School bells are ringing across the nation, and this year's back-to-school preparations are likely to include supplies that go beyond traditional things like notebooks, pens, and lunchboxes. For the second year in a row, parents, students, teachers, and staff members will need to include precautions related to the COVID-19 virus. As school districts across the country, along with colleges and universities, finalize protocols and practices, pharmacists will continue to serve as leading sources of information, vaccines, prescriptions, and approved treatments.
Late-August guidance from the Centers for Disease Control (CDC) included critical information on key COVID-related topics including:
- Vaccine eligibility and availability. Everyone 12 years of age and older is eligible to receive a COVID-19 vaccination. According to the CDC, "children 12 years and older are able to get the Pfizer-BioNTech Covid-19 vaccine." Children between the ages of 2 and 12, who are not eligible to receive a COVID-19 vaccine, "should wear a mask in public spaces and around people they don't live with." Individuals interested in getting a vaccine at their local pharmacy should check the pharmacy's website or visit Vaccines.gov to locate a nearby pharmacy that is administering vaccines. In addition, the CDC notes, most pharmacy locations now offer walk-in vaccination appointments, contingent on supply levels.
- Booster shots for individuals with compromised immune systems. On August 16, the CDC issued guidance that people with "moderately to severely" compromised immune systems receive an additional dose of a mRNA COVID-19 vaccine. This recommendation applies to individuals who previously received two doses of a mRNA vaccine, specifically the vaccines developed by Moderna and Pfizer. According to the CDC this group includes about three percent of the overall U.S. adult population, and includes people who have:
- Been receiving active cancer treatment for tumors or cancers of the blood.
- Received an organ transplant and are taking medicine to suppress the immune system.
- Received a stem cell transplant within the last two years or are taking medicine to suppress the immune system.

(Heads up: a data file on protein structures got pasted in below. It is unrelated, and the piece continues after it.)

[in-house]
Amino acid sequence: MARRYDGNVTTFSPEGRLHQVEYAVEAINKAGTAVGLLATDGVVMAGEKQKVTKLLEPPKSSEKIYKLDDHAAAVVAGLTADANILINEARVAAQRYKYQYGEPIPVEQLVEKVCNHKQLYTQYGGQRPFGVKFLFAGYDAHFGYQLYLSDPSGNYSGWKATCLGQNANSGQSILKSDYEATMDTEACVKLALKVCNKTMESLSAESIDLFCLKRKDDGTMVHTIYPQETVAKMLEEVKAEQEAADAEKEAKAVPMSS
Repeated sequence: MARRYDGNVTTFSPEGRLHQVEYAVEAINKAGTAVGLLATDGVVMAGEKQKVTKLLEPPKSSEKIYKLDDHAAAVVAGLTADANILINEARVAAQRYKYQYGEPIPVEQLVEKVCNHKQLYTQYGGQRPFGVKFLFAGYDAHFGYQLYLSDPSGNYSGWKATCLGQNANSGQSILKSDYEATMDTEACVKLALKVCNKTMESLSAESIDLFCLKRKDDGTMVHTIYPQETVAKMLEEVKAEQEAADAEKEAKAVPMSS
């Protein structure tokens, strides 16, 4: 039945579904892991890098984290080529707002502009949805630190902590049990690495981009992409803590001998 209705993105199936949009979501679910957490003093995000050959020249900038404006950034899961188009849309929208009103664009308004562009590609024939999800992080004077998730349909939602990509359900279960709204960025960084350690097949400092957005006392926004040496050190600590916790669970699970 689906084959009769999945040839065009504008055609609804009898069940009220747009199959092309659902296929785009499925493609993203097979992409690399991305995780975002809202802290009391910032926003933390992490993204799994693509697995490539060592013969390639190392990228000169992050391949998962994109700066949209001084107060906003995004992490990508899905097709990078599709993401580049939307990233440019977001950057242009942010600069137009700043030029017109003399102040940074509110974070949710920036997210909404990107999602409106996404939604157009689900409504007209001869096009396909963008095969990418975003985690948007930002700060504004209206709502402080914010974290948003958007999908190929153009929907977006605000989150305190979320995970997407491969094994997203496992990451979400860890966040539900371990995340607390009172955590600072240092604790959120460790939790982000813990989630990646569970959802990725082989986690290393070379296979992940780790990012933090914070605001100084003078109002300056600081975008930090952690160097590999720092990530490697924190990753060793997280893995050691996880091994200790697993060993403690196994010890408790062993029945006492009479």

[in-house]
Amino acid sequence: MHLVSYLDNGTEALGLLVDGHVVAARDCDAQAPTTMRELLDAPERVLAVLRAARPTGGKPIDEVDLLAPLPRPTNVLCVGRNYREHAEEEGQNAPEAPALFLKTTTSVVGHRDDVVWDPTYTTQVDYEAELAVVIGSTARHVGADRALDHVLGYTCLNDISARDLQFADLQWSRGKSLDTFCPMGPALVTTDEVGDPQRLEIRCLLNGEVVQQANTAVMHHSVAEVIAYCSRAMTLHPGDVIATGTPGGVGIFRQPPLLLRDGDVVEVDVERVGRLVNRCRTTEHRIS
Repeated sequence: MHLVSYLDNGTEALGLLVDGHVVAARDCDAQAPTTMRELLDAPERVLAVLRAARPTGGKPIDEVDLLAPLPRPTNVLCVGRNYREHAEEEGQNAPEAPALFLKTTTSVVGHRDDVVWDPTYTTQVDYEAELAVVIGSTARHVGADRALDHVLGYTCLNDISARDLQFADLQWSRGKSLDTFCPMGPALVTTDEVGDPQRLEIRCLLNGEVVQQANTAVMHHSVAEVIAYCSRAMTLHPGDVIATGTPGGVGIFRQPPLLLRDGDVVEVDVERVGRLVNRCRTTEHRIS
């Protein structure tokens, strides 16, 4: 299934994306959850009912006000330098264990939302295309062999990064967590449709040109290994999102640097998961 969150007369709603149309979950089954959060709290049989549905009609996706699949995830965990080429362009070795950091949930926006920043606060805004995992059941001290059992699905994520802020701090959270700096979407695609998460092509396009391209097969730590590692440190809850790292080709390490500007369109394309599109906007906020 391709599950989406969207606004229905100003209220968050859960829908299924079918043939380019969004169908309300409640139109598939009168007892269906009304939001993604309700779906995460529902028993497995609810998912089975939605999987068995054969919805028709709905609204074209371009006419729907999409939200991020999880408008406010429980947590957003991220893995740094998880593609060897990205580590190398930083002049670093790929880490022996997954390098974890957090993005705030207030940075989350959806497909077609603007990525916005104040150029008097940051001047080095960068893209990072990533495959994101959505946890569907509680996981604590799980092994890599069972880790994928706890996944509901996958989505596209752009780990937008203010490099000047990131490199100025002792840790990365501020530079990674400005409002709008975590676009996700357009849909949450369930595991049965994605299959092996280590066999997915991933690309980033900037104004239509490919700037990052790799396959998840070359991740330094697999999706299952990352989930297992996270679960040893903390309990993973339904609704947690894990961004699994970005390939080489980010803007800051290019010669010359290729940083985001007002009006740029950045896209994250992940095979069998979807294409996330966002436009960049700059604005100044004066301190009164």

- Moderate or severe primary immunodeficiency (such as DiGeorge syndrome, Wiskott-Aldrich syndrome).
- Advanced or untreated HIV infection
- Active treatment with high-dose corticosteroids or other drugs that may suppress immune response.
- Booster shots for additional individuals. On August 18, the CDC expanded its guidance for booster shots to include all Americans. According to a statement issued by the U.S. Department of Health and Human Services (HHS), federal health officials "have developed a plan to begin offering booster shots this fall subject to FDA conducting an independent evaluation and determination of the safety and effectiveness of a third dose of the Pfizer and Moderna mRNA vaccines, and CDC's Advisory Committee on Immunization Practices (ACIP) issuing booster dose recommendations based on a thorough review of the evidence." Booster shots are likely to become available beginning the week of September 20 and starting eight months after an individual's second dose. "At that time." the statement noted, "individuals who were fully vaccinated earliest in the vaccination rollout, including many health care providers, nursing home residents, and other seniors, will likely be eligible for a booster."
- Mask Recommendations for K-12 Schools. In guidance issued on August 5, the CDC called for "universal indoor masking" by all students (age two and older), staff, teachers, and visitors to K-12 schools, regardless of vaccination status. Additional elements of the August 5 guidance include:
- Recommendations that schools maintain at least three feet of physical distance between students within classrooms.
- Recommendation that fully vaccinated people, who have been exposed to someone with suspected or COVID-19, be tested 3-5 days after exposure, regardless of whether that have symptoms.
- Prioritization that students return to "in-person learning" for the 2021-2022 school year.
As students and teachers head back to school, uncertainty continues to be the only certainty about the COVID-19 virus. And as federal, state and local health officials develop strategies to protect school communities, interested parties should expect evolving guidance as situations change and conditions warrant.